Sunday, November 27, 2011

Late fall at the UC Davis Arboretum

The Arboretum on the University of California Davis campus is only a few miles from our house. I visit frequently and have written several related posts (1 2 3 4).

Sunday was a gray day but temperatures were fairly mild so the whole family joined me on a walk along Putah Creek, the main body of water that winds its way through the Arboretum.

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I knew that there would be fall color from deciduous trees such as Chinese pistache and cohorts, and I wasn’t disappointed.

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To my surprise, I also encountered two species of deciduous conifers I had never noticed there before: bald cypress (Taxodium distichum), common in the Southeastern U.S. but not often seen here in the West, and dawn redwood (Metasequoia glyptostroboides), a redwood relative native to Central China.

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Bald cypress (Taxodium distichum) glowing like a beacon
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Bald cypress (Taxodium distichum)
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Bald cypress (Taxodium distichum)
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Bald cypress (Taxodium distichum)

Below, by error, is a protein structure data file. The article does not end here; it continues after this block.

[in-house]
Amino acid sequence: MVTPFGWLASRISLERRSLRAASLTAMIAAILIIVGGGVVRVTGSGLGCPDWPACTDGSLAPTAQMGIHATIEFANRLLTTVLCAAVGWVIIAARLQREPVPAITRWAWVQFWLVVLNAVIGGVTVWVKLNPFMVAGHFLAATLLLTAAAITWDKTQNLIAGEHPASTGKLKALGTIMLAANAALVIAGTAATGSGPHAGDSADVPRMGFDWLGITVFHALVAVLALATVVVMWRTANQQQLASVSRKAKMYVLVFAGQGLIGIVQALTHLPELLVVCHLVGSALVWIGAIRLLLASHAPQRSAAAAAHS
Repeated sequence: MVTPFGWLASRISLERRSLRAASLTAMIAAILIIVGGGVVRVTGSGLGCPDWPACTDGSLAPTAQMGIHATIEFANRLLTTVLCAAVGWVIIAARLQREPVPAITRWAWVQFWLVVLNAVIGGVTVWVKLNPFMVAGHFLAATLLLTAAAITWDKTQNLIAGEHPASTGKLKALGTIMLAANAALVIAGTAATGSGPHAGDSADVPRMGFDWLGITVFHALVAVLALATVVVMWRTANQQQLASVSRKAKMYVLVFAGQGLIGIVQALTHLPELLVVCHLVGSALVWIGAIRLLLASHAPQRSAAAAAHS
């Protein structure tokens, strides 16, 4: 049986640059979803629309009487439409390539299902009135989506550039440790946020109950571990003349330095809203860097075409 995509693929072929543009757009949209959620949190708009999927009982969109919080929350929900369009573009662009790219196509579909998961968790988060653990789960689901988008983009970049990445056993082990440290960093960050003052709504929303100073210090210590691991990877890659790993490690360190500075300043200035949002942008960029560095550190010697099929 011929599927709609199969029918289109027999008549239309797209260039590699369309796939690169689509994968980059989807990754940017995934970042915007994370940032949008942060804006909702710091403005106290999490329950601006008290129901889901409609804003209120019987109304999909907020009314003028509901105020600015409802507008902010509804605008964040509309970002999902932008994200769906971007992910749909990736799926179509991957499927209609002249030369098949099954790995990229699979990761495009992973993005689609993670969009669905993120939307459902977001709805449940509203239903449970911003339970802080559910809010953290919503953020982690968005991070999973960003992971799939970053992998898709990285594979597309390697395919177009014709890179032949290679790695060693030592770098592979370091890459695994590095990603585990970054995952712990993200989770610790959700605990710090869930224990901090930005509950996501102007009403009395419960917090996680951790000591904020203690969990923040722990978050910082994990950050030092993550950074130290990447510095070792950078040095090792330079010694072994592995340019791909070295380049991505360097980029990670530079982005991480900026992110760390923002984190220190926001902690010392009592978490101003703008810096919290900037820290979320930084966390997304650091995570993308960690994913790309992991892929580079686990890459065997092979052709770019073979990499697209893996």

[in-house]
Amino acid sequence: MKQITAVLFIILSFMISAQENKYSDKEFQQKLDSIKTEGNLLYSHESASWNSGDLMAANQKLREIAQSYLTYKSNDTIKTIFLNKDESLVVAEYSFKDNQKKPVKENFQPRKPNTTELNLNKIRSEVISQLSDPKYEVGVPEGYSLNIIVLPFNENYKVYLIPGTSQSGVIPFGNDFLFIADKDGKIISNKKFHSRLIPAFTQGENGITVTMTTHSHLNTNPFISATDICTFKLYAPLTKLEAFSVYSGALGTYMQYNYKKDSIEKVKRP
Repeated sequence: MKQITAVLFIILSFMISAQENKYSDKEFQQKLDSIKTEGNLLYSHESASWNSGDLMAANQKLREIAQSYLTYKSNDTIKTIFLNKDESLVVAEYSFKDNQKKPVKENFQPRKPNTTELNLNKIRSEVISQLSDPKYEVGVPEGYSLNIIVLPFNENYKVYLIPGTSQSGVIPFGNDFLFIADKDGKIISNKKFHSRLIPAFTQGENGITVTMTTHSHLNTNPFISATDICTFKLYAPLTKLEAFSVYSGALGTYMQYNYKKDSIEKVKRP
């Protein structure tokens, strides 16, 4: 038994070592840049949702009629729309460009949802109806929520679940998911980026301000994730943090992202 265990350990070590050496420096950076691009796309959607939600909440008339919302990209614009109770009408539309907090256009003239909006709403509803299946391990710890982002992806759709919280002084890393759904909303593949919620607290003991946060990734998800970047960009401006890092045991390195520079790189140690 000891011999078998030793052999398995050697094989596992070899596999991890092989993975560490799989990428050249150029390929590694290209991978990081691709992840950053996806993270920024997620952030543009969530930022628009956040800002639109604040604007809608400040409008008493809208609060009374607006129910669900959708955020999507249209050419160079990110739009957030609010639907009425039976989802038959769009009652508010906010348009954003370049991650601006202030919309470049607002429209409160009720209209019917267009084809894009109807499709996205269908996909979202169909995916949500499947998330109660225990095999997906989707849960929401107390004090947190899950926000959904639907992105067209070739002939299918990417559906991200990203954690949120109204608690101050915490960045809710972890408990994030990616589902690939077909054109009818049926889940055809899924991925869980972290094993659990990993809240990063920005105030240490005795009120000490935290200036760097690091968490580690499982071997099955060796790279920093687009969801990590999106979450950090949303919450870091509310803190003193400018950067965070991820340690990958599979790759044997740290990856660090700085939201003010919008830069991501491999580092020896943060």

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Left: Bald cypress (Taxodium distichum)
Middle: Dawn redwood (Metasequoia glyptostroboides)
Right: Ginkgo (Ginkgo biloba)

The Arboretum has quite a few ginkgos, many of them planted as memorial trees. Unlike the blazing yellow specimen I photographed last week, many were still mostly green, with just a hint of yellow around the leaf margins.

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Ginkgo biloba ‘Fairmont’

Some of the trees planted right along the banks of Putah Creek are very sculptural, their branches reaching down and almost touching the water. With leaves beginning to turn, or already gone, they are reflecting the time of year.

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Unidentified big tree by the water
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This small dock is a popular hangout for kids who like to feed the ducks (officially discouraged but…)
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Trees that have already shed their leaves present a majestic outline against the gray sky

While deciduous shrubs and trees bear witness to the season, many Mediterranean plants look the way they always do. In fact, winter is when rosemary blooms best in our climate.

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Blooming rosemary (Rosmarinus officinalis)
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Blooming rosemary (Rosmarinus officinalis) and bush germander (Teucrium fruticans)
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Not a Mediterranean native, but flowering merrily at this time of year: a winter-blooming red hot poker (Knipfhofia sp.)